On one side of this week’s media morality play, we find Dr. Kent Brantly, a heroic Fort Worth missionary felled by a frightening virus while tending to the world’s sick and poor.
On the other side, we find celebrity book peddler Ann Coulter, who does for political commentary what Sriracha does for grits.
To Coulter, Brantly is a fool who had no business being out in the world preaching Christ’s love.
Her midweek column mocked Brantly for “Christian narcissism” and even said missionaries should stay home and “serve their own country.”
Here in Brantly’s adopted hometown and state, the choice between the two sides is not close.
“You have exemplary Christian people doing what Christ taught us to do, which is to care for our fellow human beings,” said religion professor Mark Hamilton of Abilene Christian University, the speaker at a citywide worship service on Sunday in Abilene for Brantly and everyone with the Ebola virus.
“This is what Christianity is supposed to be about. It seems a little bizarre to be criticizing people.”
Coulter’s broadside blast against Brantly — some of it is too revolting to reprint — came after on-and-off presidential candidate Donald Trump groused in uppercase letters on Twitter that Brantly should be left in Liberia.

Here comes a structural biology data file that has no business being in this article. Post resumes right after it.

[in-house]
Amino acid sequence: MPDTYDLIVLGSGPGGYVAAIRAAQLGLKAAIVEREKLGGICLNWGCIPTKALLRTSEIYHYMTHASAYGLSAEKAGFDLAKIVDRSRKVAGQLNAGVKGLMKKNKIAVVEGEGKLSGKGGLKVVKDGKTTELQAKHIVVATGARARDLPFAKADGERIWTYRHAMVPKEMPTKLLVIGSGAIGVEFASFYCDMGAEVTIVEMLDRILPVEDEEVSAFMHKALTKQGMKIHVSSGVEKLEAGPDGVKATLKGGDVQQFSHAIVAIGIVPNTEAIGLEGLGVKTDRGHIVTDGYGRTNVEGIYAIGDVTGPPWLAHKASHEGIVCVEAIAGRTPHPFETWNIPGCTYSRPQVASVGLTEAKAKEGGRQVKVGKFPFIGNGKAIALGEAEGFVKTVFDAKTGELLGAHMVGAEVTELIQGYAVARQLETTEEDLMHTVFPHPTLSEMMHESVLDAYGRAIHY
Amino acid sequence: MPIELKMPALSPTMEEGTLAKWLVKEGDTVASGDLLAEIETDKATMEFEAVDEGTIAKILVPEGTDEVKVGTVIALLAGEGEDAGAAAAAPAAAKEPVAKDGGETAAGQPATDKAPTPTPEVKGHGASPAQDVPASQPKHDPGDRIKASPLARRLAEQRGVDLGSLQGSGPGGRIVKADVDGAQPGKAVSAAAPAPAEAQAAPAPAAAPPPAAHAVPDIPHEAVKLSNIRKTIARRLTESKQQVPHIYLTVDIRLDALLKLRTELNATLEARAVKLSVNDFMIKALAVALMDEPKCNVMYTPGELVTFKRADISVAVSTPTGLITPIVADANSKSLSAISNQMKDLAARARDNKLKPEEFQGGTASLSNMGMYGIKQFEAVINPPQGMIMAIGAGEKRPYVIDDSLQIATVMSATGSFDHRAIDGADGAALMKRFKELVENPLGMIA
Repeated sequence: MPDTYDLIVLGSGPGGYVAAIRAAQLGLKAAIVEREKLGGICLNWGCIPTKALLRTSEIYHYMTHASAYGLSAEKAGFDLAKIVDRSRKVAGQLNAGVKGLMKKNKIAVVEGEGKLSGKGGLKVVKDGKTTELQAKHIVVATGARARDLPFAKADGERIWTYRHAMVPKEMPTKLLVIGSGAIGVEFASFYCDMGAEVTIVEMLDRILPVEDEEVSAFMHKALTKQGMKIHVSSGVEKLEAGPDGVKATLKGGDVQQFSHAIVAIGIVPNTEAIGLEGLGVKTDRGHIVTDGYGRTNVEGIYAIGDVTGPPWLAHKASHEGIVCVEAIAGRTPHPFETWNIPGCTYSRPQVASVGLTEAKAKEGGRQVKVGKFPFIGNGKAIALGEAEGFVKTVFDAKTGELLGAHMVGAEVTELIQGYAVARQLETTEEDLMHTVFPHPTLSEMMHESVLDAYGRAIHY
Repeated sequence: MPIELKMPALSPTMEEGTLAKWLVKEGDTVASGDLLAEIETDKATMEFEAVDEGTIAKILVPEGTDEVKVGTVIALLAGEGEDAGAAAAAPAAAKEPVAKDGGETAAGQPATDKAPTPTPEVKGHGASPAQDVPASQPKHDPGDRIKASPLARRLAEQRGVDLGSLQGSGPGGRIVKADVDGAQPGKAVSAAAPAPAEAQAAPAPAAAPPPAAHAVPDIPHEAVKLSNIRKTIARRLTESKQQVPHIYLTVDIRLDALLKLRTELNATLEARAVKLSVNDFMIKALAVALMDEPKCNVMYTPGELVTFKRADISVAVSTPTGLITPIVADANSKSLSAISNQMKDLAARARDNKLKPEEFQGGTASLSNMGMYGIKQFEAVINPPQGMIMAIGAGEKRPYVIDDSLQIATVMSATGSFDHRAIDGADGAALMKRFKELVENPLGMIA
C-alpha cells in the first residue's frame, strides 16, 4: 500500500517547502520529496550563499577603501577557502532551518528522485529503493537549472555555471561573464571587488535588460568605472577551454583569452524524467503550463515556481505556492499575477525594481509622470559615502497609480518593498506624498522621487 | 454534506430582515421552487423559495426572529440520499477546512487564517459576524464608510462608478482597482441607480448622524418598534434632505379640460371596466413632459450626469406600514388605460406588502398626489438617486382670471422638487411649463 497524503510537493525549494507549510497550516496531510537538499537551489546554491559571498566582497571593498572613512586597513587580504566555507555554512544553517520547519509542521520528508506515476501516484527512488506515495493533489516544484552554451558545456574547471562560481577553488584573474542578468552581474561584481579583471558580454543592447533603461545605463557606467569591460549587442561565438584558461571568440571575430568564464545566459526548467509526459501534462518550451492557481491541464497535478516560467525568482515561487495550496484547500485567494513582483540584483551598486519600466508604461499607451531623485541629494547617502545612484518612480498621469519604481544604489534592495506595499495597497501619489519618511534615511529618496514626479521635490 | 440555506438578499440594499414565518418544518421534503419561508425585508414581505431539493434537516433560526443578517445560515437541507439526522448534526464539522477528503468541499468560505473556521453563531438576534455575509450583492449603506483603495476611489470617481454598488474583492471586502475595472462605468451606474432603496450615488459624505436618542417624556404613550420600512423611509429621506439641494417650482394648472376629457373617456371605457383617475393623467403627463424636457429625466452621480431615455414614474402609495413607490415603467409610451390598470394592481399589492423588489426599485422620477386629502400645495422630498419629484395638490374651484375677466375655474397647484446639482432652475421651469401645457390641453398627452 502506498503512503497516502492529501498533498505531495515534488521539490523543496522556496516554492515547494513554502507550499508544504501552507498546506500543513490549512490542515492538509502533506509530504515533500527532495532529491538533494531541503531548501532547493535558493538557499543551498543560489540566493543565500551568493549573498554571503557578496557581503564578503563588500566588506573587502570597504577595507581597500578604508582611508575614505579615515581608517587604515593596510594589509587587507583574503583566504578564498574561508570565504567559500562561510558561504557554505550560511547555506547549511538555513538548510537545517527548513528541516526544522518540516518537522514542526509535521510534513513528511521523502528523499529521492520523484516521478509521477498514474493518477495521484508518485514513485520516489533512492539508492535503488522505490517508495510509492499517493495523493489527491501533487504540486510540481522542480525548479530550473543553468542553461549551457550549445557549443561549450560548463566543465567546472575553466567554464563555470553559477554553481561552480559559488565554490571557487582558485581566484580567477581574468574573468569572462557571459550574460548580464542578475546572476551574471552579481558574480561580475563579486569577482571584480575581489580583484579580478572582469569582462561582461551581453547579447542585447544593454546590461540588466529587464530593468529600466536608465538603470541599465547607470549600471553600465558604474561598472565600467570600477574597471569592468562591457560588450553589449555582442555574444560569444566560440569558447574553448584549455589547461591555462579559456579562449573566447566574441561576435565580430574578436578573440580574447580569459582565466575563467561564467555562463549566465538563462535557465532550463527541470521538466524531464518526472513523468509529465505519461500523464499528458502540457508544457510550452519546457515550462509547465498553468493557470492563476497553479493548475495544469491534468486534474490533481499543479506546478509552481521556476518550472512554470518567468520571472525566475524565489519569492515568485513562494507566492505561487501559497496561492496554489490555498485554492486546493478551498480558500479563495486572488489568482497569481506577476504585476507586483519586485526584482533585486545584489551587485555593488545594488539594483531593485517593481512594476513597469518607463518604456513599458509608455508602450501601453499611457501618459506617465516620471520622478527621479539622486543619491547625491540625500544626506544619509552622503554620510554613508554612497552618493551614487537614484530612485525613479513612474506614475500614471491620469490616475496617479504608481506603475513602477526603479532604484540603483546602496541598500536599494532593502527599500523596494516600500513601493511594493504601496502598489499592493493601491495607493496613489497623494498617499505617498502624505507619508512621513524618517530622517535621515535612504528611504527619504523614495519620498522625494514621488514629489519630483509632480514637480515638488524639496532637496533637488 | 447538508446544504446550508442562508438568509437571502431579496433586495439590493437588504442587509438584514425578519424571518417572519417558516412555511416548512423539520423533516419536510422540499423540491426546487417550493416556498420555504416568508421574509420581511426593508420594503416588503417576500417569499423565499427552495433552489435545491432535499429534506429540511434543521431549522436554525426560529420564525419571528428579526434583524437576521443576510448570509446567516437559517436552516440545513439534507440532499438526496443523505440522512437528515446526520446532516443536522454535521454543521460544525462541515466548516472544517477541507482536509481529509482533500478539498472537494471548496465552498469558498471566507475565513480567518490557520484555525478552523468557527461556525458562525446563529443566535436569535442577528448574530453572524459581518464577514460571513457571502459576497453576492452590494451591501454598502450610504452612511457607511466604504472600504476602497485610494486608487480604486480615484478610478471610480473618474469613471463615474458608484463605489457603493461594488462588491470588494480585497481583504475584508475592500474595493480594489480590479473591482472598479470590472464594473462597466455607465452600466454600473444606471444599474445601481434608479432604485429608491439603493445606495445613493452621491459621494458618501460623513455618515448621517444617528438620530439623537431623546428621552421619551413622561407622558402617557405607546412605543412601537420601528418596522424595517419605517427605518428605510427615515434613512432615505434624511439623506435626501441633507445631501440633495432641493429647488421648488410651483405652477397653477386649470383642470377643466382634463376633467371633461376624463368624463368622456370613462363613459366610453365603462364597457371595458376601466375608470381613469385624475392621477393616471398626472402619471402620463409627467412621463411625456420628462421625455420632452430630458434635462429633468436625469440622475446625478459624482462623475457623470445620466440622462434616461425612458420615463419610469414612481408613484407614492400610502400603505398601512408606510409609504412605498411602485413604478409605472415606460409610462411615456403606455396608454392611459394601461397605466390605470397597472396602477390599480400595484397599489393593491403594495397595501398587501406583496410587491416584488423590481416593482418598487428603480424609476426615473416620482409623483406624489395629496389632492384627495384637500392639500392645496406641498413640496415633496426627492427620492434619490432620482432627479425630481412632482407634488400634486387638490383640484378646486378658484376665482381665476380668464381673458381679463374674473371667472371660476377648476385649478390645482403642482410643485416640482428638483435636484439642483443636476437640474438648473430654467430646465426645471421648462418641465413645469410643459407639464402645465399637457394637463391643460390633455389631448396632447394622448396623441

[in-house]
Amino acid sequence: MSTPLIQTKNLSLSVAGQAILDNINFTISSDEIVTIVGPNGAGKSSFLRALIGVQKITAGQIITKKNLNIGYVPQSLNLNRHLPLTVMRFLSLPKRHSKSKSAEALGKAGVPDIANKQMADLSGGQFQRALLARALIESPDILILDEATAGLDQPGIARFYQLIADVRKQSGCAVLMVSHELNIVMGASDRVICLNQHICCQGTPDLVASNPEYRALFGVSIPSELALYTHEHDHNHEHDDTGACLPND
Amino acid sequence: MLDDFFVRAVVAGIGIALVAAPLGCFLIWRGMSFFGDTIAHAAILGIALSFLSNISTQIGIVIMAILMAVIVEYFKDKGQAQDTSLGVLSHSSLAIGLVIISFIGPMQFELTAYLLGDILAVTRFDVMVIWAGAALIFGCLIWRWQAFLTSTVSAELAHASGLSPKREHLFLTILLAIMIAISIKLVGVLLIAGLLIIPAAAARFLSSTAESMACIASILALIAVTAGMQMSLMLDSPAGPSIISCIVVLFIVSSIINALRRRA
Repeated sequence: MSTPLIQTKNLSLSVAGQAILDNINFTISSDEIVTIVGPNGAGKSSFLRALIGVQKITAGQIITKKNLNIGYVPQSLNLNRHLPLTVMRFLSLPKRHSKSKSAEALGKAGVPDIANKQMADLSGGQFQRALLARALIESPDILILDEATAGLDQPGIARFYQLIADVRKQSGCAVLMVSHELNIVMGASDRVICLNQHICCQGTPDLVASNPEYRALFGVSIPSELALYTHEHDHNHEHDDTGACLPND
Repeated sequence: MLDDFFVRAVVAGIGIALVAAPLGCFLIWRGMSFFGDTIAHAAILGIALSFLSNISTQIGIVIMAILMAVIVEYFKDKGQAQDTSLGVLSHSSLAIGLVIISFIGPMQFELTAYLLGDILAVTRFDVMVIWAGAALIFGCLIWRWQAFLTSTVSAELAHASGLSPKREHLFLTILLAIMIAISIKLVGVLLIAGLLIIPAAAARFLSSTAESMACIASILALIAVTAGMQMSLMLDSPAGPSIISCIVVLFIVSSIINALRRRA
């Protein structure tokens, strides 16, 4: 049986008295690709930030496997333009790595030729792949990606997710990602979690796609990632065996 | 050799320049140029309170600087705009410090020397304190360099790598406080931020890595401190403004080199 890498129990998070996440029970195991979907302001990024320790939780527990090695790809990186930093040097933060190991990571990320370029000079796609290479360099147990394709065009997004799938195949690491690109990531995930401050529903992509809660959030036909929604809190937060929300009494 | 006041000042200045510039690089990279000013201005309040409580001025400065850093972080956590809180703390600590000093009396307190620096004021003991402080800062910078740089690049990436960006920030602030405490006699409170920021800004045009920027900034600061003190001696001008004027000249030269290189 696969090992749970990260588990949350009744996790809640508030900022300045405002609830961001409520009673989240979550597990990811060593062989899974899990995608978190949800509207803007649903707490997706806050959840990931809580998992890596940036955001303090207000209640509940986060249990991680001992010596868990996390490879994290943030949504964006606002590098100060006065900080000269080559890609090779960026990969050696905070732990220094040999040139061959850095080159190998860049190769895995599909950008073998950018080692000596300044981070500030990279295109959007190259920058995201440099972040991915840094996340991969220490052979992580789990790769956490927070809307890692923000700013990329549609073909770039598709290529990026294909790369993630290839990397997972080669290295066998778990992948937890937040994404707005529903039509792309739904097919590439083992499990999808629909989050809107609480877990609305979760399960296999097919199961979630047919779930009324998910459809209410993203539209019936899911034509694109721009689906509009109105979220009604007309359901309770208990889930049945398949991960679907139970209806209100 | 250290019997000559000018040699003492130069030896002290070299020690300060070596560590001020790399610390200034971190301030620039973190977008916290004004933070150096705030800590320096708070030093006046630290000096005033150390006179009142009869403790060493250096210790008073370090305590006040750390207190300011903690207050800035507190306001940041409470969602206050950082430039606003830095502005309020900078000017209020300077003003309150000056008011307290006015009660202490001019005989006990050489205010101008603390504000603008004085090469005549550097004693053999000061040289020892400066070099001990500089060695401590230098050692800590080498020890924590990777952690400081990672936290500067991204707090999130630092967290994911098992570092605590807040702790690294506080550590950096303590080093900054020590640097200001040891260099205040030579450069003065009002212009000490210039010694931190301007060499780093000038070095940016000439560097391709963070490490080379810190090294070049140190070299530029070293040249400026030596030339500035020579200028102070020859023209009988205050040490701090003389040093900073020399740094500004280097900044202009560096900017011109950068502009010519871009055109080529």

Other conservatives, and not only Christian leaders, were quick to defend Brantly and missionary work.
Erick Erickson of the conservative RedState.com website, hosting its annual RedState Gathering this weekend at the Renaissance Worthington hotel in Fort Worth, pointed out that if Brantly had gone to the Valley, critics would have attacked him for treating illegal immigrants.
“After all,” Erickson wrote, “Christians are to save souls, not just American ones.”
Southern Baptists were quick to speak out, not only for Brantly but also against Coulter.
The commentary “flies in the face of everything Christ taught his disciples,” wrote Albert Mohler, president of Southern Baptist Theological Seminary in Louisville.
Christian missionary work “has nothing to do with American nationalism,” Mohler wrote, adding that Coulter’s insulting depiction of West African nations comes “very close to racism.”
Her column “should lead to outrage,” Mohler wrote.
Russell D. Moore, president of the Ethics and Religious Liberty Commission of the Southern Baptist Convention, brought some.
“Ann Coulter has not suddenly pivoted to saying some outrageous, shocking thing,” he wrote. “She’s made a living at it. Donald Trump is not suddenly a boor. He’s been playing this role for years.”
In a bit of wise advice for anyone following shock-talk politics, Moore wrote that Christians should take Coulter the same way they take Howard Stern.
“We should be the last people to fall for hucksters and demagogues,” Moore wrote. “The church is built on the rock foundation of apostles and prophets, not hucksters and outrage artists.”
In Abilene, where Brantly went to school and worshiped at the Church of Christ, Hamilton called Coulter’s comments an unfair attack on a “marvelous person.”
And he made another point.
“When somebody writes something like that on Facebook, their friends take them down pretty quickly,” Hamilton said.
“We celebrate people who are only good at being loud. It would be nice of we had more Kent Brantlys and fewer Donald Trumps and Ann Coulters.”